Re: Lighthammer technique for dummies [Re: Emery Wang] #2930857 01/06/20 01:11 PM
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Emery Wang Offline OP
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Thanks Ed. I got your book thru interlibrary loan, looks like my copy is from the Seattle Public Library.


Kawai MP11SE
souped up Kawai GL10
Re: Lighthammer technique for dummies [Re: Emery Wang] #2931079 01/06/20 10:38 PM
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Ed McMorrow, RPT Offline
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Thanks. Good to know it is still in there. What kind of shape is it in?


In a seemingly infinite universe-infinite human creativity is-seemingly possible.
According to NASA, 93% of the earth like planets possible in the known universe have yet to be formed.
Contact: Ed@LightHammerpiano.com
Re: Lighthammer technique for dummies [Re: Emery Wang] #2931087 01/06/20 11:37 PM
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Chernobieff Piano Offline
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I don't know why you call me a naysayer Emery, I actually agree with your bullet points. When I install a new set of hammers, just with the proper selection, they always come out lighter than the original anyway by a 1/2 a gram to a gram. Often there are only minor adjustments to the weights in the keys. I like the traditional time proven 3,2,1,0 method. When done right, its a faster than the hand can play action. And the hammer tails don't have to be sanded down to a 1/4" width and shorten back-check life. You can have a light fast action without going Frankenstein.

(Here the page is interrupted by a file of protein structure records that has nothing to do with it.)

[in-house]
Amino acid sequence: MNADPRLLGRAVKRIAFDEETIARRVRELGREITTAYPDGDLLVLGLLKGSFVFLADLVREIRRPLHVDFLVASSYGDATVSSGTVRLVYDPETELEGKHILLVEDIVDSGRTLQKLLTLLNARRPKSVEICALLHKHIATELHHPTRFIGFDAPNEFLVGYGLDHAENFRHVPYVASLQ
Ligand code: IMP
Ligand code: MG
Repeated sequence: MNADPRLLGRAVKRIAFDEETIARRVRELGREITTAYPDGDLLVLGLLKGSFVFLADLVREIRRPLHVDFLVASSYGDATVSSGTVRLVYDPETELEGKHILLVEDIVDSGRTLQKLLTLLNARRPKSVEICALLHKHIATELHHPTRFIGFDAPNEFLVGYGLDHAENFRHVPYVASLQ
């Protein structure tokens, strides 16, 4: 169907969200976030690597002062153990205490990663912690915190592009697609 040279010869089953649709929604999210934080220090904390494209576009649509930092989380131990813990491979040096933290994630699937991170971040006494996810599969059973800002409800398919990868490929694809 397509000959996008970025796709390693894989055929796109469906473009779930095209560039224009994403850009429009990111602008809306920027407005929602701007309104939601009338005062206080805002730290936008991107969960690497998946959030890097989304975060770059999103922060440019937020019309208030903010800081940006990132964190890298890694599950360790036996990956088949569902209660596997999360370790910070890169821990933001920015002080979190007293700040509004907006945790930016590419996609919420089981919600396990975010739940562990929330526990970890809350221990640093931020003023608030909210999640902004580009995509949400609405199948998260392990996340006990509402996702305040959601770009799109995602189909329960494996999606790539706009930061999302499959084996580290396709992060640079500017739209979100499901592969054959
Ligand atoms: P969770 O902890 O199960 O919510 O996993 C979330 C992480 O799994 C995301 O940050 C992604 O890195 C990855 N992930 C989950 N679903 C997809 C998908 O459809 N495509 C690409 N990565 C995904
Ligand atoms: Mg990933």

-chris


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Re: Lighthammer technique for dummies [Re: Chernobieff Piano] #2931094 01/07/20 12:23 AM
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Originally Posted by Chernobieff Piano
Often there are only minor adjustments to the weights in the keys. I like the traditional time proven 3,2,1,0 method.
-chris


Curious minds are wondering...

What is a "3,2,1,0 method"?


Keith Akins, RPT